Wednesday, October 9, 2013

Little Red Partridge Hackle; or Crimson Partridge


Red Pearsall’s Gossamer Silk

Pale mourning dove breast

Fine gold wire

Red Pearsall’s Gossamer Silk

Brown partridge from the back, tied so that the fibers extend just beyond the hook

In The River Keeper, which Sylvester Nemes excerpted in Two Centuries of Soft-Hackled Flies, John Waller Hills gives a biographical account of William James Lunn, who dressed the fly this way:

“Hackle: Feather from the back of a partridge, with fibres a little longer than the hook.
Tail: Pale buff.
Body: Red tying thread, ribbed with plain gold wire.
Tying thread: Red.”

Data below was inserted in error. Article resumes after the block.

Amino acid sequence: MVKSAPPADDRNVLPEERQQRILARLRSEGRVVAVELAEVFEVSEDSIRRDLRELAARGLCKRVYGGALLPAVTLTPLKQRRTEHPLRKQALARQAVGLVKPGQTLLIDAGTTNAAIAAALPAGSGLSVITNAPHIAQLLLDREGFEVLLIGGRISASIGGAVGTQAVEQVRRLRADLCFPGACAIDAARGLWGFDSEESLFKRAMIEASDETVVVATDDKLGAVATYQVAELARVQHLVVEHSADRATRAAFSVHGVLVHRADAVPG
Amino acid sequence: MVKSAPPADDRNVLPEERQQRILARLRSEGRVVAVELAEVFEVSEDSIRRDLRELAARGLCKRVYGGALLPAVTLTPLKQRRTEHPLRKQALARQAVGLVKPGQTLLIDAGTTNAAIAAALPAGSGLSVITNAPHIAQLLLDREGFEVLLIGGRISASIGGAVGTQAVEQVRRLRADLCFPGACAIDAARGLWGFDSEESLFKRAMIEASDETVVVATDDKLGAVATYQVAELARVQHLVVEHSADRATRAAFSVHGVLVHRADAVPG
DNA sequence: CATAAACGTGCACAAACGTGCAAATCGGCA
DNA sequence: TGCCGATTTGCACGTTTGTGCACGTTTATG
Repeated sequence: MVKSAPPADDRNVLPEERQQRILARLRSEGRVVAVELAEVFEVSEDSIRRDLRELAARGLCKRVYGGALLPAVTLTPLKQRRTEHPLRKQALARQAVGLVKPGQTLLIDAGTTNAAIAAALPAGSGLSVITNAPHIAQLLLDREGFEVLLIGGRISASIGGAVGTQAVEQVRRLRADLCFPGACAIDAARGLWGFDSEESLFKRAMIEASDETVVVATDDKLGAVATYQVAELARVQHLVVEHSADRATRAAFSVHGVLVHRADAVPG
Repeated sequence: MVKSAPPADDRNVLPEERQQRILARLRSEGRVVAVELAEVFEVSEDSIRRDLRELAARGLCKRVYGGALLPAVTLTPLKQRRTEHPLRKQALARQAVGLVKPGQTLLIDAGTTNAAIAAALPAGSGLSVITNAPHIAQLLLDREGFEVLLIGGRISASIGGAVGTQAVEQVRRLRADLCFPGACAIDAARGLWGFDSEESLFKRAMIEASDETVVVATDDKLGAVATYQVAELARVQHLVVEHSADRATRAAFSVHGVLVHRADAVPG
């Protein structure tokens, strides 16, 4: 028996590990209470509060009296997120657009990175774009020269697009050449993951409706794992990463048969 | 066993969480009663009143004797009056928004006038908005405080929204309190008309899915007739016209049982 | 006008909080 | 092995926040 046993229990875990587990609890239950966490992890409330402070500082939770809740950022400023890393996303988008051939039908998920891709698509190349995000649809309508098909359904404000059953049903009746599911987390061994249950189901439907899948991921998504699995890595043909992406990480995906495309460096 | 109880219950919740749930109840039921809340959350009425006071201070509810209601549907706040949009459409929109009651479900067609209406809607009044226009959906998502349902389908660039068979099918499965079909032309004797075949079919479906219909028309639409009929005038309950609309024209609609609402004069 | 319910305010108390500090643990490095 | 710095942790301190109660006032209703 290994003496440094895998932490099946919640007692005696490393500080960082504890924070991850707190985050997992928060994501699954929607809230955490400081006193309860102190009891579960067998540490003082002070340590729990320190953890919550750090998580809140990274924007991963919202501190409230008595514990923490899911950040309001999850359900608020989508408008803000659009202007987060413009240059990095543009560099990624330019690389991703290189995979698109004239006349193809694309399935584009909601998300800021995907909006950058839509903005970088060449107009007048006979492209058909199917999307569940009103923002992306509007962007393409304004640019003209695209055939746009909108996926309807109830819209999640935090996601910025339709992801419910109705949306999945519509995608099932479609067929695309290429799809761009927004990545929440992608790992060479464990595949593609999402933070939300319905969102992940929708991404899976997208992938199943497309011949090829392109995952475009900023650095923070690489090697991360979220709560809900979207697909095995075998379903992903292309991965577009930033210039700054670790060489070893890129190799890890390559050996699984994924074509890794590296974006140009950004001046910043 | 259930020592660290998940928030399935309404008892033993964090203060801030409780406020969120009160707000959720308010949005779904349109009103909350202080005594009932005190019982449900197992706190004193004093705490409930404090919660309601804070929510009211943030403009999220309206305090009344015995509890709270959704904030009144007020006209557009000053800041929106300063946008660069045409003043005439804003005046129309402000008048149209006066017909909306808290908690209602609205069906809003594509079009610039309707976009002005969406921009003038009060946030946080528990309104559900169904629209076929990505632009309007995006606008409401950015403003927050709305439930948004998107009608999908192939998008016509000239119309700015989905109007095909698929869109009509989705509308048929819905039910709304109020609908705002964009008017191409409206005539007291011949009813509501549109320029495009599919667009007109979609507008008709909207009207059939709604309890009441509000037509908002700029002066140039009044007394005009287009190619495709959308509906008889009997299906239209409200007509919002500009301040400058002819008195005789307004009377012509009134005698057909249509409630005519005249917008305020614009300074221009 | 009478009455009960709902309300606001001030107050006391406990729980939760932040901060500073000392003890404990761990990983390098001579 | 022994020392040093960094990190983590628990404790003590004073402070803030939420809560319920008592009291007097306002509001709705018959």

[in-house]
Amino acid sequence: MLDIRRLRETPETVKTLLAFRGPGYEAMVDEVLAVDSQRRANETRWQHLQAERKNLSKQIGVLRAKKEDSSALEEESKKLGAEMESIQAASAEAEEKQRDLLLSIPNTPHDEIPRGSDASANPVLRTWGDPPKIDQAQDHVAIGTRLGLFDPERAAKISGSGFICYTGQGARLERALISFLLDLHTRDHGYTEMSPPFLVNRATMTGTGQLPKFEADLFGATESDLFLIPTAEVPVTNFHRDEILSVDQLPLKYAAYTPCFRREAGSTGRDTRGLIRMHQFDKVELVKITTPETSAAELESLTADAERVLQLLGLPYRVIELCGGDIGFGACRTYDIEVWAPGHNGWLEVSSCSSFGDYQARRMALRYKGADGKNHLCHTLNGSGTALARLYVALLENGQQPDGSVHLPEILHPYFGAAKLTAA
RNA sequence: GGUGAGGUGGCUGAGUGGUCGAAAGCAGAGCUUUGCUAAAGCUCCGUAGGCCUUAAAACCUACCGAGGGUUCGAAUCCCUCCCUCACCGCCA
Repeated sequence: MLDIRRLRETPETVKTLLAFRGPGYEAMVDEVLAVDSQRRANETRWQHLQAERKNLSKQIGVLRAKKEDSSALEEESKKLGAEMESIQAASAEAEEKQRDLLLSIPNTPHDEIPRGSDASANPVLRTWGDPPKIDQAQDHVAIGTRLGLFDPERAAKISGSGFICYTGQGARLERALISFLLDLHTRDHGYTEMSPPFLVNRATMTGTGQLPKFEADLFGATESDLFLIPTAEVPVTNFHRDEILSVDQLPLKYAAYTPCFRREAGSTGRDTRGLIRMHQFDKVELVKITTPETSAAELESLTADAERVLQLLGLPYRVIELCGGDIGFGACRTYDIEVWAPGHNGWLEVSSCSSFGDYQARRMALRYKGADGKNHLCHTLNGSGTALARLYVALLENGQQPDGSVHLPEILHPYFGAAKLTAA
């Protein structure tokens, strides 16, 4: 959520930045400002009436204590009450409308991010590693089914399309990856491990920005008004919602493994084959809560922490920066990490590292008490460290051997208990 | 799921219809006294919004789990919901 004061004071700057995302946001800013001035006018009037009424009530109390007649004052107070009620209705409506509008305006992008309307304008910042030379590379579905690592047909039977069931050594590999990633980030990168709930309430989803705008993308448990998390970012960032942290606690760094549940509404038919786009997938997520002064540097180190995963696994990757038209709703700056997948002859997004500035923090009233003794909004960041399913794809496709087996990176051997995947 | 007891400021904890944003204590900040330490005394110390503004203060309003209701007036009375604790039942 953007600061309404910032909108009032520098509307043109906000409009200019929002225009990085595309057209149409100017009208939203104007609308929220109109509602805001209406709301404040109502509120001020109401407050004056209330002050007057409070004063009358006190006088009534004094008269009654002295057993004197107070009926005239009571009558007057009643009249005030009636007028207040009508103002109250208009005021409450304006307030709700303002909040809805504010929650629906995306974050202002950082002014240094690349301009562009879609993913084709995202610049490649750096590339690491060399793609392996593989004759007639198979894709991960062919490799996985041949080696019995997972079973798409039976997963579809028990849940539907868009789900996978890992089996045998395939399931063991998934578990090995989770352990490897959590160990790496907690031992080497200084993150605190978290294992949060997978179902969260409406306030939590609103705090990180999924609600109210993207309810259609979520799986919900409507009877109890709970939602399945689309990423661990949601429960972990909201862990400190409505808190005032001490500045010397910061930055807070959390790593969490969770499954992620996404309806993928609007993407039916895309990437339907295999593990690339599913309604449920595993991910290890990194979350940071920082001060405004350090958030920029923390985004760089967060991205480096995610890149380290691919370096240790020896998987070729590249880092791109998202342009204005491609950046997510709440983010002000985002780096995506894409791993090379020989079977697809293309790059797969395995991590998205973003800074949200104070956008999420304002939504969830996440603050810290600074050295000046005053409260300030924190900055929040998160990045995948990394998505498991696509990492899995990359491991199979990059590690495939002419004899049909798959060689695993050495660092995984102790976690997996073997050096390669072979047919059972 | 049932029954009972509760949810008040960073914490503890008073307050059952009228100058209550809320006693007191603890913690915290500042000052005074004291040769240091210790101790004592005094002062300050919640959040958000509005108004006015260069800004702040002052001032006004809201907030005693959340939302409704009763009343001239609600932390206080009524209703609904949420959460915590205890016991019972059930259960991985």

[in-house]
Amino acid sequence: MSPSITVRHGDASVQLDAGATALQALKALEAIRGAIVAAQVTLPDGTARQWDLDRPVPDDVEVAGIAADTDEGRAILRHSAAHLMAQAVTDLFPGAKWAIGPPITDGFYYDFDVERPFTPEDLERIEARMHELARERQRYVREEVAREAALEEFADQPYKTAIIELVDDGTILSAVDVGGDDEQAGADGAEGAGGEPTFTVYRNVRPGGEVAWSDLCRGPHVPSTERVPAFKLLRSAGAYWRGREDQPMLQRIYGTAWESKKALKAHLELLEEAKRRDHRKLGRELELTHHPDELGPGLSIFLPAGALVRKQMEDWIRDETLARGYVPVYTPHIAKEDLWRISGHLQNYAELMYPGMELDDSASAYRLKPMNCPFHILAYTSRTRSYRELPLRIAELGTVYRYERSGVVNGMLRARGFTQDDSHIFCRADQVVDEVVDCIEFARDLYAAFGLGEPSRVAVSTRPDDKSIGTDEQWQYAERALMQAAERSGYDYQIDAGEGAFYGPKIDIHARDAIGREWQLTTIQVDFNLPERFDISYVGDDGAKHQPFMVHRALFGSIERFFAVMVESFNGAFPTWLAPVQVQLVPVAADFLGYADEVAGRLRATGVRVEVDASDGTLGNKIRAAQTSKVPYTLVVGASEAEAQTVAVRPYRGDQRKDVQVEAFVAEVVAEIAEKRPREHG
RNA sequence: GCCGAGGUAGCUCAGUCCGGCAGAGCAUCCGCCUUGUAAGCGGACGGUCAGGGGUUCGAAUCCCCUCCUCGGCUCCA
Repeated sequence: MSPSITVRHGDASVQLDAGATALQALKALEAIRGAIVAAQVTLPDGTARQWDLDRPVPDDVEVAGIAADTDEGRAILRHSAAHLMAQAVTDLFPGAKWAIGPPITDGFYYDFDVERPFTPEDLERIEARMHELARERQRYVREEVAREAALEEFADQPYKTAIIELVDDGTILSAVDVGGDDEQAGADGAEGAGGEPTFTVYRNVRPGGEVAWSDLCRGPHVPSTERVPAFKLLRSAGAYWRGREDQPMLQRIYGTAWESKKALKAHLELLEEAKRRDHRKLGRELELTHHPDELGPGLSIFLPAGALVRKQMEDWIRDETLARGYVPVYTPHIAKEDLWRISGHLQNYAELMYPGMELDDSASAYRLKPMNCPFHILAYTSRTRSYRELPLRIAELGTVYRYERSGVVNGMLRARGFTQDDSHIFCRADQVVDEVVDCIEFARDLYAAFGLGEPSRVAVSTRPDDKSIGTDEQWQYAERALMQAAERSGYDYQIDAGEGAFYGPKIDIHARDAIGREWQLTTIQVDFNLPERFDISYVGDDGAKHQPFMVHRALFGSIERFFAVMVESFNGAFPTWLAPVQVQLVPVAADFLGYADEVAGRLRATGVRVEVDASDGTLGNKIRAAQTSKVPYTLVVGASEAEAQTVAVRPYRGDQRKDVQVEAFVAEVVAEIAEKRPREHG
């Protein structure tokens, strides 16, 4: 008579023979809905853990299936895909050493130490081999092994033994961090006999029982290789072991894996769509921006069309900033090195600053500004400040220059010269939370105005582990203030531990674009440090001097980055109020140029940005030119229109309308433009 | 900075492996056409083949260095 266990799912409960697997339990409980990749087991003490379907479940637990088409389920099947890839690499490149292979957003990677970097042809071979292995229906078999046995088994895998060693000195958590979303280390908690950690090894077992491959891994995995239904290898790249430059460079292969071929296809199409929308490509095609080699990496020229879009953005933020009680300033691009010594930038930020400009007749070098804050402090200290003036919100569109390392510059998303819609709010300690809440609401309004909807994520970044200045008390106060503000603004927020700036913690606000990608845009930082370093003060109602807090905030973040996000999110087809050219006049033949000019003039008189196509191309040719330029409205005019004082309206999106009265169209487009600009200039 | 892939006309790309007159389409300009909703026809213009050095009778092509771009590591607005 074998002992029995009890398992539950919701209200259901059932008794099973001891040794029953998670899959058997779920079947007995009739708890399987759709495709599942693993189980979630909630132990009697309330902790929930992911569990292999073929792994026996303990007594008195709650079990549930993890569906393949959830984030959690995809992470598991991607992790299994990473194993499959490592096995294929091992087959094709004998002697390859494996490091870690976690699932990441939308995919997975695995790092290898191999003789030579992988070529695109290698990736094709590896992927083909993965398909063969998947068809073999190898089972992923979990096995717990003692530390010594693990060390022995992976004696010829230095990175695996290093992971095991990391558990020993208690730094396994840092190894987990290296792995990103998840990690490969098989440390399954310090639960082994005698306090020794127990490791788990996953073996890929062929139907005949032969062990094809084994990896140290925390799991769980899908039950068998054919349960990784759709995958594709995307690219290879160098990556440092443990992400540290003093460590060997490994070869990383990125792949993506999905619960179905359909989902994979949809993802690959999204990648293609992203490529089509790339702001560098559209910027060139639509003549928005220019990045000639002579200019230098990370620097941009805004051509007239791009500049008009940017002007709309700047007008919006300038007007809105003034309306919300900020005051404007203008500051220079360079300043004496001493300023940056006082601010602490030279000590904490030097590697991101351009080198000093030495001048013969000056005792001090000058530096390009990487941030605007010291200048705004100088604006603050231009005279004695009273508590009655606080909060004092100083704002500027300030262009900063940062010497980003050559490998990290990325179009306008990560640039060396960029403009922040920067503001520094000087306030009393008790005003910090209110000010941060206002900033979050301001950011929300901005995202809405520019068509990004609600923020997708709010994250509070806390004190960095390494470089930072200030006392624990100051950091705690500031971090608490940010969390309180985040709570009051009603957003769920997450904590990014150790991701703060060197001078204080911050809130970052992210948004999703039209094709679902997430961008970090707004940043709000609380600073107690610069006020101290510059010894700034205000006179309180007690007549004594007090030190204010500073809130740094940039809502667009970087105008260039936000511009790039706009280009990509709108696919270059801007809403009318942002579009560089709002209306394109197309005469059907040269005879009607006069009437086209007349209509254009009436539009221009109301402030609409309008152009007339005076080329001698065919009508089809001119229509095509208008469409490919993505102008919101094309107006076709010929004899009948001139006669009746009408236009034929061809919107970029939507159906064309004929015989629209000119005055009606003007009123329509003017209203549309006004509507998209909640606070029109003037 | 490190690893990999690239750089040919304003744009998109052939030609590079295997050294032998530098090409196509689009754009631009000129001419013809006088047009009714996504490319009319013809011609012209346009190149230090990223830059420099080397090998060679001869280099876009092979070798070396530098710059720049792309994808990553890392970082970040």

Among the thirty favorite patterns he depicts on color plates at the front of Fly Fishing: The North Country Tradition (1994), Leslie Magee included No. 25, the Crimson Partridge, which he attributes to, presumably, a manuscript dating from 1887 and written by James Sproats Blades of Cotterdale, Yorkshire. The dressing is the same as Lunn's, excluding the tail and the wire rib.

Wings and legs
Hackled with partridge back feather.

Crimson silk.

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